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The Place is Alive

At first the Island in the TV series Lost appears to be just another tropical island in the Pacific Ocean. And then one of the survivors from the plane crash is attacked by an unknown beast – a polar bear. Why is there a polar bear in a tropical jungle?

The impossibility of a polar bear running around a tropical rainforest sets the tone for the entire series. It says: expect strange things. The Island is a mysterious place. A place where the inexplicable happens, weird unidentifiable noises are heard in the night, the grass literally whispers weird nothings, a sentient black cloud drifts across the land dispensing its own justice. The place is alive.

In storytelling terms the Island has all the personality traits of a living character. It does things that alters the outcome of the story. It has a mind.

A properly described location contributes to the tone and atmosphere of a story. A living environment goes beyond that to become another character in the narrative. These spaces may be natural environments (forests, mountains, swamps) or buildings and structures, in the widest sense (houses, castles, hotels, spaceships).

A living, breathing environment imbues a story with a sense of magic, of the extraordinary. In Avatar the planet Pandora is a whole-living being. It’s more than just a jungle. Having a location that seems to be alive is especially important in fantasy fiction. It helps to create a sense of otherworldliness. It literally helps make the ordinary come alive.

Having a place that is alive creates an arena for horror, for the surreal, or for comedy. It provides another variable to the story, something that can change the predictable outcome. It may act as the antagonist, the antagonist’s assistant, or as the hero’s helper. It can be a force for good, or bad. In science fiction a man made, or alien structure, like a spaceship, can be alive through extra-terrestrial forces or artificial intelligence.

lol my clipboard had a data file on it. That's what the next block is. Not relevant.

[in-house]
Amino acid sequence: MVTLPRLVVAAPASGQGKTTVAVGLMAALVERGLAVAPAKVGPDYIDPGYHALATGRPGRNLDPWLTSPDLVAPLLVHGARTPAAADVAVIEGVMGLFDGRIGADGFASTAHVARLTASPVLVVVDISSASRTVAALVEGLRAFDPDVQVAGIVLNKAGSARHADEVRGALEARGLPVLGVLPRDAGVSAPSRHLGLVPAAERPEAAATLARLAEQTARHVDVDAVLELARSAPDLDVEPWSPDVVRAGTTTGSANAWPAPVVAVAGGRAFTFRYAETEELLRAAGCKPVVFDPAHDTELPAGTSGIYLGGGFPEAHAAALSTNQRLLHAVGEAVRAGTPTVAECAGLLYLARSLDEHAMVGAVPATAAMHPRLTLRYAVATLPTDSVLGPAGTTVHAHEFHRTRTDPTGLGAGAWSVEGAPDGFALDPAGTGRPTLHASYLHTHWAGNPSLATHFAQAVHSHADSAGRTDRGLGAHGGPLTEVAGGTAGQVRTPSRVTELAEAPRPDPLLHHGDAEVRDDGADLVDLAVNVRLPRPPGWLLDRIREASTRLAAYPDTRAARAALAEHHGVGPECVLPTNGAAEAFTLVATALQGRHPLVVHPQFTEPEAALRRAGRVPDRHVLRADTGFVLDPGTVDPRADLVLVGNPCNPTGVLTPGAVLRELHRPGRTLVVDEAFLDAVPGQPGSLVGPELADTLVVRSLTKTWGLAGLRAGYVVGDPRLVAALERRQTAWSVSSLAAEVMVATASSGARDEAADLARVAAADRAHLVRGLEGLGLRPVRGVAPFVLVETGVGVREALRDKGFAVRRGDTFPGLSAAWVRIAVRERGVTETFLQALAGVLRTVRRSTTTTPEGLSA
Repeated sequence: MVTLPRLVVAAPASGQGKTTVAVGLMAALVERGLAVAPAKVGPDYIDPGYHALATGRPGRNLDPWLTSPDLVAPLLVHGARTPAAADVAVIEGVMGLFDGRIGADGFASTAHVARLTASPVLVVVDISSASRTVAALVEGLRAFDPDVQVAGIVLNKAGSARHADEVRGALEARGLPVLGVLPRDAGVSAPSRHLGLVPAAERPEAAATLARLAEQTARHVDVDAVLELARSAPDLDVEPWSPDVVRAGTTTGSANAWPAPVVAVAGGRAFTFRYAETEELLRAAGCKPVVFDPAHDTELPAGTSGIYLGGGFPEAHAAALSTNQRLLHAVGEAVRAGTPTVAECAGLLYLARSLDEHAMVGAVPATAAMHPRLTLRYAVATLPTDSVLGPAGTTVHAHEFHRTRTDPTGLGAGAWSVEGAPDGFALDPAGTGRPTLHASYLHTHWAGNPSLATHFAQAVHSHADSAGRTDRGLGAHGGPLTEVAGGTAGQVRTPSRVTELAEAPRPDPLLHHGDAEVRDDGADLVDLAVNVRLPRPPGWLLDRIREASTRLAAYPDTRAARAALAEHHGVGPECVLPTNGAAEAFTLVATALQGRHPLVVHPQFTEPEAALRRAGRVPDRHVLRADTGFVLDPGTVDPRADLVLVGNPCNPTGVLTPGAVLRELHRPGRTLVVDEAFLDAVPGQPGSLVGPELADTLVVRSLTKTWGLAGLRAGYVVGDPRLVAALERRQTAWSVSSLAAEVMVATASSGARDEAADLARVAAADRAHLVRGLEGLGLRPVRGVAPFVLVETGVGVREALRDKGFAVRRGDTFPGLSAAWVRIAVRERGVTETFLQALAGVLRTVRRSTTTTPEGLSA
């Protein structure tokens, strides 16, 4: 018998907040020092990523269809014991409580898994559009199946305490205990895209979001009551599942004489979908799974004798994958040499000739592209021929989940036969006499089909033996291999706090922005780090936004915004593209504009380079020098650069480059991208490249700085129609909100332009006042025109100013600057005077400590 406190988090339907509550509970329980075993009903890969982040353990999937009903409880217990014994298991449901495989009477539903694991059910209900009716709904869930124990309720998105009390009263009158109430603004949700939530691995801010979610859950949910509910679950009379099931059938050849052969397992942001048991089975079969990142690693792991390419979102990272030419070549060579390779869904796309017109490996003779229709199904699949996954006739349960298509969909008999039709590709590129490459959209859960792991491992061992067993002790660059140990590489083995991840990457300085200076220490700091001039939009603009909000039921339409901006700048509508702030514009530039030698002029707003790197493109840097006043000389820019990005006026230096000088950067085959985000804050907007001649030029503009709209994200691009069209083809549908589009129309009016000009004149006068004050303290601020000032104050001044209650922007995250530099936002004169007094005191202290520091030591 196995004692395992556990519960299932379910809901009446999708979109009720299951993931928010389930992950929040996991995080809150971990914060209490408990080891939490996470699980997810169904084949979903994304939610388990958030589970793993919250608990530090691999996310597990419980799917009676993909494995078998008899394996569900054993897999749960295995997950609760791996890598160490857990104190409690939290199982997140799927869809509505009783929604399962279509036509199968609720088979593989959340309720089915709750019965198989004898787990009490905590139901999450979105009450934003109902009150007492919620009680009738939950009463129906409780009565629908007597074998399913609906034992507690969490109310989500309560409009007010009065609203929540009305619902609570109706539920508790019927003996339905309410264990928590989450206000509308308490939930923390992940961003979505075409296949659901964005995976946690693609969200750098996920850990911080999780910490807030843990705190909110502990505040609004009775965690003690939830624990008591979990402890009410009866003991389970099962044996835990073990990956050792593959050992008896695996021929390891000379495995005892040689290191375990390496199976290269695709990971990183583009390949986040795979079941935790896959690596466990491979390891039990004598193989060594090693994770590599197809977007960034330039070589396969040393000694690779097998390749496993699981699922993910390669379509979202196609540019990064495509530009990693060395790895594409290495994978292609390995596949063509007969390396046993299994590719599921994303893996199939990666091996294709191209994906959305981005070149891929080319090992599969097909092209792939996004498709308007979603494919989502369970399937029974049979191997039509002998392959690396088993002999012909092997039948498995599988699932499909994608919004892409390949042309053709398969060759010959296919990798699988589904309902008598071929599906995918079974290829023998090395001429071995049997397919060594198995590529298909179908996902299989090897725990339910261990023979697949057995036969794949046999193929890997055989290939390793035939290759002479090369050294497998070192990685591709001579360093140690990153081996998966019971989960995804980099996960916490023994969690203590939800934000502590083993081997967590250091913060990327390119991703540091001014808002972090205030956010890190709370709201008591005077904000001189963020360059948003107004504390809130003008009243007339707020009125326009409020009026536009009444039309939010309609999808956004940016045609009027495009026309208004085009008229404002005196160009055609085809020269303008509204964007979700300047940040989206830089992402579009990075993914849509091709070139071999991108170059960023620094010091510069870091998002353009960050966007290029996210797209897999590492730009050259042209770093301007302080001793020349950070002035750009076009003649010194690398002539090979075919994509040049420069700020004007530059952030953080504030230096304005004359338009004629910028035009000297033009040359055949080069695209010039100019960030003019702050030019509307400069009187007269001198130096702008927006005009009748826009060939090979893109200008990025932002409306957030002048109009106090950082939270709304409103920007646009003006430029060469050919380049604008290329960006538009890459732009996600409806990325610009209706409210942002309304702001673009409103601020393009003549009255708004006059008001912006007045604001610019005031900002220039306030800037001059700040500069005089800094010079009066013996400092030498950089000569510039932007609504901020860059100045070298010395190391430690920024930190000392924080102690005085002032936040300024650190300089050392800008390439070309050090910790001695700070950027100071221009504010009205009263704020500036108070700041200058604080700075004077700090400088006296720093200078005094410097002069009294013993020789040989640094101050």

In The Lord of The Rings series, the forests are actually alive. The trees are living beings with all the traits of a human character. In other stories like The Perfect Storm, nature might not technically be ‘alive’, but it feels like a living, breathing antagonist, one that needs to be battled with and outsmarted. This is the man versus nature story, the battle of wills.

When buildings are portrayed as living it often means that they have been possessed by a paranormal force (magic, spells, satanic forces). The Shining, The Amityville Horror, Barton Fink, Poltergeist, and The Haunting are all examples of the haunted house, the building possessed by dark forces.

The haunted house scenario forces rational characters into conflict with irrational and horrific powers. It tells us that some things in life don’t make sense. There are forces out there beyond our control.

In 2001: A Space Odyssey Hal, a robot, takes over the spaceship and murders the crew. Although this is a science fiction story, Hal is essentially a ghost in a haunted house. Hal is a benevolent force that turns malicious; a machine, programmed to be rational, but, once possessed – a demon. In Solaris the rational crew of a spaceship come into proximity to a natural phenomenon that alters their consciousness. The rational, scientific world meets the extraordinary, the inexplicable. In The Demon Seed another robot with advanced AI takes over a physical space (a domestic house), giving itself and the building the qualities of a conscious entity with its own ‘body’ and ‘limbs’.

Buildings can have a strange influence on the characters who live in them, without explicitly being alive. The tower block in High Rise sends its inhabitants insane. The mountaintop building in Black Narcissus is never portrayed as alive, but it has an unnatural psychological presence that forces the nuns in it to flee.

The living environment, from fantasy, natural catastrophe, and horror, to science fiction, creates added interest for the storyteller. The protagonist must operate within this space, fight against it, or use it to his or her own advantage. It is an enemy, or a helper. The living environment turns an ordinary world into an extraordinary one.